New resource published for commercial arbitrators

By Mia Clarke, Associate Editor

Toronto litigator and commercial arbitrator Marvin Huberman says his new book should appeal to a wide range of lawyers in the field of commercial arbitration.

“It’s one-stop shopping for anyone interested in commercial arbitration at any level,” he tells

The book, A Practitioner’s Guide to Commercial Arbitration, was recently launched at Arbitration Place in Toronto and is available online through Irwin Law.

“It’s a practical, hands-on book with good tips, tactics and techniques. It’s got checklists, precedents, a resource centre and a table of cases,” says Huberman.

“I don’t think there’s anything else like that out there — certainly not in Canada and not for domestic commercial arbitration. There are big fat textbooks available for international arbitration, but they’re hard reads.”

The book is the culmination of Huberman’s 20 years of experience in alternative dispute resolution (ADR). Since getting his master of laws degree in ADR, Huberman has watched the industry evolve. He says arbitration now looks much like a trial after “assimilating all kinds of litigation practices and tactics.”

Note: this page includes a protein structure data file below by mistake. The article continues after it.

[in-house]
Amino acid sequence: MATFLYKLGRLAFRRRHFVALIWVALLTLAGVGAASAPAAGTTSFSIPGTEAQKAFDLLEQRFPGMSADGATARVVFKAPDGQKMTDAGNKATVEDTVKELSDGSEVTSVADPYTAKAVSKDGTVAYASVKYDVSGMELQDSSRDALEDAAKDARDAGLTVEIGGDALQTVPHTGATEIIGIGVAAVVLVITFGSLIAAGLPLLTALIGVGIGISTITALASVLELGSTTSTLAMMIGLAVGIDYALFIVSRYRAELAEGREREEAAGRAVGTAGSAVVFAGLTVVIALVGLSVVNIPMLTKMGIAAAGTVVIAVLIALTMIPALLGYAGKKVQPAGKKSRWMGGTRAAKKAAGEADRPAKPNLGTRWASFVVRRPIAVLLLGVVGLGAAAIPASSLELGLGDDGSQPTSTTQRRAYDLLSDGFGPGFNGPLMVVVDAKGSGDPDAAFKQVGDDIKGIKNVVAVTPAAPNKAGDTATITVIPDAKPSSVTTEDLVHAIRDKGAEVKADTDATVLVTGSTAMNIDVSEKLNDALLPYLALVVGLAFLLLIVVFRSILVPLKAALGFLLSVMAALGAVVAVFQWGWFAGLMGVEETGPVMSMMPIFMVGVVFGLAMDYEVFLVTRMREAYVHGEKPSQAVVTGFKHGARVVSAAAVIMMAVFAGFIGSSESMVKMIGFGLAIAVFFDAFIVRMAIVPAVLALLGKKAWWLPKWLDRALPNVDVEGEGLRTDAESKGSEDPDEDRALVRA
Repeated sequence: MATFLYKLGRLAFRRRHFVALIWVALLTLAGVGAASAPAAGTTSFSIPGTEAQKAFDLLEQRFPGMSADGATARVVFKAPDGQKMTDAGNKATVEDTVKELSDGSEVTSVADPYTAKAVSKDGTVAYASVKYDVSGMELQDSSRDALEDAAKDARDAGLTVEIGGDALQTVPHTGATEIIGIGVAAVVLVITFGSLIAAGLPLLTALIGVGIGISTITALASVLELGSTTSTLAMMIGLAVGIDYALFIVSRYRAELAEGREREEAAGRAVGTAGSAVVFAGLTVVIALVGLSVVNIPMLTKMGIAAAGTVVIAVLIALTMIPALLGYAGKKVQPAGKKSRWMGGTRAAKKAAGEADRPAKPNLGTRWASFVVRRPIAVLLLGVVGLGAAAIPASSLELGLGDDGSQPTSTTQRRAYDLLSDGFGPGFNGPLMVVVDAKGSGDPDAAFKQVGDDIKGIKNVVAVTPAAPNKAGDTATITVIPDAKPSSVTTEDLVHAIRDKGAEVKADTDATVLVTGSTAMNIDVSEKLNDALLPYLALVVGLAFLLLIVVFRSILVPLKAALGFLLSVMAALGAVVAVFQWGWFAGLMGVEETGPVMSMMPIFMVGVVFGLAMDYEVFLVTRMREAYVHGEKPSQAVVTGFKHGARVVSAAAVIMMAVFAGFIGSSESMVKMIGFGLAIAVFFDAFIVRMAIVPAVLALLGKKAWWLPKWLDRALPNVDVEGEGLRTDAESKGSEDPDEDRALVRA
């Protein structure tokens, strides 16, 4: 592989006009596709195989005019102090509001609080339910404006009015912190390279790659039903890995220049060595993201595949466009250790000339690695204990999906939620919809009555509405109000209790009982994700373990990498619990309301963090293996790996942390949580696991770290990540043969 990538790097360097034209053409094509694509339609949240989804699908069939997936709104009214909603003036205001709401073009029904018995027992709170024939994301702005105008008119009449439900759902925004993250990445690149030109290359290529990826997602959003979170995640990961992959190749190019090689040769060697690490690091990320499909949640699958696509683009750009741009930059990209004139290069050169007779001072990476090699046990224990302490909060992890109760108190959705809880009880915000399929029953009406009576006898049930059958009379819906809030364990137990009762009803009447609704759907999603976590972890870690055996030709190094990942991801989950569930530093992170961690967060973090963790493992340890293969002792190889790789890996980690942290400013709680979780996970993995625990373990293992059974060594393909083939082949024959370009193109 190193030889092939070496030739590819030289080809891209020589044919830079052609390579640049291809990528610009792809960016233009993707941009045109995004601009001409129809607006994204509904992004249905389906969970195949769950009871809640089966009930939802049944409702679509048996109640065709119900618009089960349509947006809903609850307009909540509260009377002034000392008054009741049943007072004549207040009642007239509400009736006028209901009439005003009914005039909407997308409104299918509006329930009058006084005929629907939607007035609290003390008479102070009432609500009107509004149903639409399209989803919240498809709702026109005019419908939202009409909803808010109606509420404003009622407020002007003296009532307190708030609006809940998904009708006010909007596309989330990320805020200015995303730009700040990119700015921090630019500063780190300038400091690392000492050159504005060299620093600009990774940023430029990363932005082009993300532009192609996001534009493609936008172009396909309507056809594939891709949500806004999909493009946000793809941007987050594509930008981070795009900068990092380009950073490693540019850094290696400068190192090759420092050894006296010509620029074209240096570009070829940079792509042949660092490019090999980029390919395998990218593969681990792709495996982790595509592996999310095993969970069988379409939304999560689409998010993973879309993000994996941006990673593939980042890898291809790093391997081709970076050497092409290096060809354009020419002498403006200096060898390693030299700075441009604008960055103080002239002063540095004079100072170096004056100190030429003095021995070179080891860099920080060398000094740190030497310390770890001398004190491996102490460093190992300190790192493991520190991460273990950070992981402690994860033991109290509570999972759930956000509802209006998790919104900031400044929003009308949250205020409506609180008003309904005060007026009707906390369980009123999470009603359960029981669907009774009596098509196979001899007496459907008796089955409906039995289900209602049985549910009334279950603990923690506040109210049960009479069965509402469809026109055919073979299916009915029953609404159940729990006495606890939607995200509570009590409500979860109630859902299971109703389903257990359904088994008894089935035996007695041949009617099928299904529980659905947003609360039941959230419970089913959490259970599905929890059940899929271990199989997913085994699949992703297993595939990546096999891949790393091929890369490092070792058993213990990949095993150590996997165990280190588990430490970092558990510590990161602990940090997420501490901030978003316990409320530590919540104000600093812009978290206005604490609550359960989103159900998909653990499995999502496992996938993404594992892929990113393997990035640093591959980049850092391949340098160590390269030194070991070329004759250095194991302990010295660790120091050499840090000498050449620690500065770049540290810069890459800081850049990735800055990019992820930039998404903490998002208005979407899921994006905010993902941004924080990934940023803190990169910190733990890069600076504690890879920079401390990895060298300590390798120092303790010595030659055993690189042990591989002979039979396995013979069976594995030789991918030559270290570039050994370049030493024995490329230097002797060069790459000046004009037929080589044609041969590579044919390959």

Huberman points to the increase in discoveries, which — particularly in the international arbitration world — was previously unheard of.

He says fewer people are using arbitration because it’s not as effective as it could be. He says it’s not always less expensive, faster or more effective than court because it’s not being used to its potential.

He hopes the book will help transform ADR into the effective tool that he believes it can be.

In addition to editing the book and writing the preface, Huberman selected the contributors to its 17 chapters. He says he picked leading legal minds in their areas of practice.

In chapter 10, for example, Shantona Chaudhury, partner with Pape Barristers, interviews some heavyweights about "Effective Commercial Arbitration." She talks to retired Ontario Court of Appeal justices Robert Armstrong and Stephen Goudge and retired Supreme Court of Canada justice Ian Binnie.

In chapter 11, J. Brian Casey, founder of Bay Street Chambers, writes about “Court Involvement in Commercial Arbitration;” and in chapter 17, Western University senior law professor Richard McLaren co-authors “Commercial Arbitration without Hearings: The Court of Innovative Arbitration.”

At its launch on Sept. 14, Huberman dedicated the book to Coulter Osborne, a former associate chief justice of Ontario who’s been working in alternative dispute resolution since retiring from the bench in 2001.

“For the last 30 years, he’s been my mentor and a friend,” says Huberman. “He inspired me to compile the book.”

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